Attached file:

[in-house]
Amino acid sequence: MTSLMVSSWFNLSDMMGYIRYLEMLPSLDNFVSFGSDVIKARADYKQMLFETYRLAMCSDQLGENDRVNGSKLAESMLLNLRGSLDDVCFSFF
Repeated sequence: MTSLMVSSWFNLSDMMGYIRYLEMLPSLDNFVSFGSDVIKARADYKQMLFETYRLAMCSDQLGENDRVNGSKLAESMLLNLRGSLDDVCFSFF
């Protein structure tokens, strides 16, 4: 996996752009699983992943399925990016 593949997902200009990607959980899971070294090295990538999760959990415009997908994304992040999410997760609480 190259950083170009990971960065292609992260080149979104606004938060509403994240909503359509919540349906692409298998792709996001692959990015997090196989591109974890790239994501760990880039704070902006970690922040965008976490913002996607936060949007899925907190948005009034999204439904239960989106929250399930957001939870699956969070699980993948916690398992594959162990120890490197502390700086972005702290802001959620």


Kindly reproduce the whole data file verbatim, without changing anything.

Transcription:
[in-house]
Amino acid sequence: MTSLMVSSWFNLSDMMGYIRYLEMLPSLDNFVSFGSDVIKARADYKQMLFETYRLAMCSDQLGENDRVNGSKLAESMLLNLRGSLDDVCFSFF
Repeated sequence: MTSLMVSSWFNLSDMMGYIRYLEMLPSLDNFVSFGSDVIKARADYKQMLFETYRLAMCSDQLGENDRVNGSKLAESMLLNLRGSLDDVCFSFF
């Protein structure tokens, strides 16, 4: 996996752009699983992943399925990016 593949997902200009990607959980899971070294090295990538999760959990415009997908994304992040999410997760609480 190259950083170009990971960065292609992260080149979104606004938060509403994240909503359509919540349906692409298998792709996001692959990015997090196989591109974890790239994501760990880039704070902006970690922040965008976490913002996607936060949007899925907190948005009034999204439904239960989106929250399930957001939870699956969070699980993948916690398992594959162990120890490197502390700086972005702290802001959620």